orchestra


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  • noun

Words related to orchestra

a musical organization consisting of a group of instrumentalists including string players

seating on the main floor in a theater

References in classic literature ?
They think he's got a real musical ear and is mad at his orchestra for the discord.
With a full orchestra you're making motions like the tune.
The orchestra plunged into dance music and the laces of the dancer fluttered and flew in the glare of gas jets.
After a few moments' rest, the orchestra played crashingly, and a small fat man burst out upon the stage.
During the whole of that entr'acte Kuragin stood with Dolokhov in front of the orchestra partition, looking at the Rostovs' box.
I have just been telling you what I think, in order to explain why the elephantine gambols of Madame Tetralani spoil the orchestra for me.
The orchestra was beginning over again, and a lone voice from the house piped with startling distinctness:
Although apparently not noticing Albert, he did not, however, lose sight of him, and when the curtain fell at the end of the second act, he saw him leave the orchestra with his two friends.
Pray, go away," said Maggie, looking at him helplessly, her eyes glancing immediately from him to the opposite corner of the orchestra, which was half hidden by the folds of the old faded green curtain.
Wopsle through his struggle with Laertes on the brink of the orchestra and the grave, and slackened no more until he had tumbled the king off the kitchen-table, and had died by inches from the ankles upward.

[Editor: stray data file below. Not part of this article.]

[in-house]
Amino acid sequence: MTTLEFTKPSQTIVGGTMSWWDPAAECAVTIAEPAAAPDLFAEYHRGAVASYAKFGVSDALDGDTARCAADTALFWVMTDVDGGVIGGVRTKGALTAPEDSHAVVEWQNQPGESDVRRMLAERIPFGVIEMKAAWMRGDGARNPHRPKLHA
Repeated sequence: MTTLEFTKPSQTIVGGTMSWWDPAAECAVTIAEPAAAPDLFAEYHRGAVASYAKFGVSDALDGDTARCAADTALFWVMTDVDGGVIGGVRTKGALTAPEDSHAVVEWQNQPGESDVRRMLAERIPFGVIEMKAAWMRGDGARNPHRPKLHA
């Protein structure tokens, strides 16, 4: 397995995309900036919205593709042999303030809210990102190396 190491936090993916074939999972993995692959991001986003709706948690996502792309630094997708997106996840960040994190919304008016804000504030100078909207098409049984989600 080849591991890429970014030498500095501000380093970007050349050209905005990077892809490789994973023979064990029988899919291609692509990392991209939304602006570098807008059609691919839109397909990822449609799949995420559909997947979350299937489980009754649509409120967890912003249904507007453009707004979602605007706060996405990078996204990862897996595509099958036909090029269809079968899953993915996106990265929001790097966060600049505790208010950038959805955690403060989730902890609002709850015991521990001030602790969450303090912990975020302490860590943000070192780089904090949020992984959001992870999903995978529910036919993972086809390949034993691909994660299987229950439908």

Batulcar, was to commence at three o'clock, and soon the deafening instruments of a Japanese orchestra resounded at the door.
Its pendulum swung to and fro with a dull, heavy, monotonous clang; and when the minute-hand made the circuit of the face, and the hour was to be stricken, there came from the brazen lungs of the clock a sound which was clear and loud and deep and exceedingly musical, but of so peculiar a note and emphasis that, at each lapse of an hour, the musicians of the orchestra were constrained to pause, momentarily, in their performance, to harken to the sound; and thus the waltzers perforce ceased their evolutions; and there was a brief disconcert of the whole gay company; and, while the chimes of the clock yet rang, it was observed that the giddiest grew pale, and the more aged and sedate passed their hands over their brows as if in confused revery or meditation.
The Golden Fortune, therefore, backed by towering woodlands, looked out to sea at one side, across to the breakwater headland on another, and on its land side commanded a complete view of the gay little haven, with its white houses built terrace on terrace upon its wooded slopes, connected by flights of zigzag steps, by which the apparently inaccessible shelves and platforms circulated their gay life down to the gay heart of the place,--the circular boulevard, exquisitely leafy and cool, where one found the great casino and the open-air theatre, the exquisite orchestra, into which only the mellowest brass and the subtlest strings were admitted, and the Cafe du Ciel, charmingly situated among the trees, where the boulevard became a bridge, for a moment, at the mouth of the river Sly.
In the orchestra stalls, the drugget covering them looked like an angry sea, whose glaucous waves had been suddenly rendered stationary by a secret order from the storm phantom, who, as everybody knows, is called Adamastor.
You can feel them in the air round about him, capering frenetically; with their invisible feet they set the pace, and the hair of the leader of the orchestra rises on end, and his eyeballs start from their sockets, as he toils to keep up with them.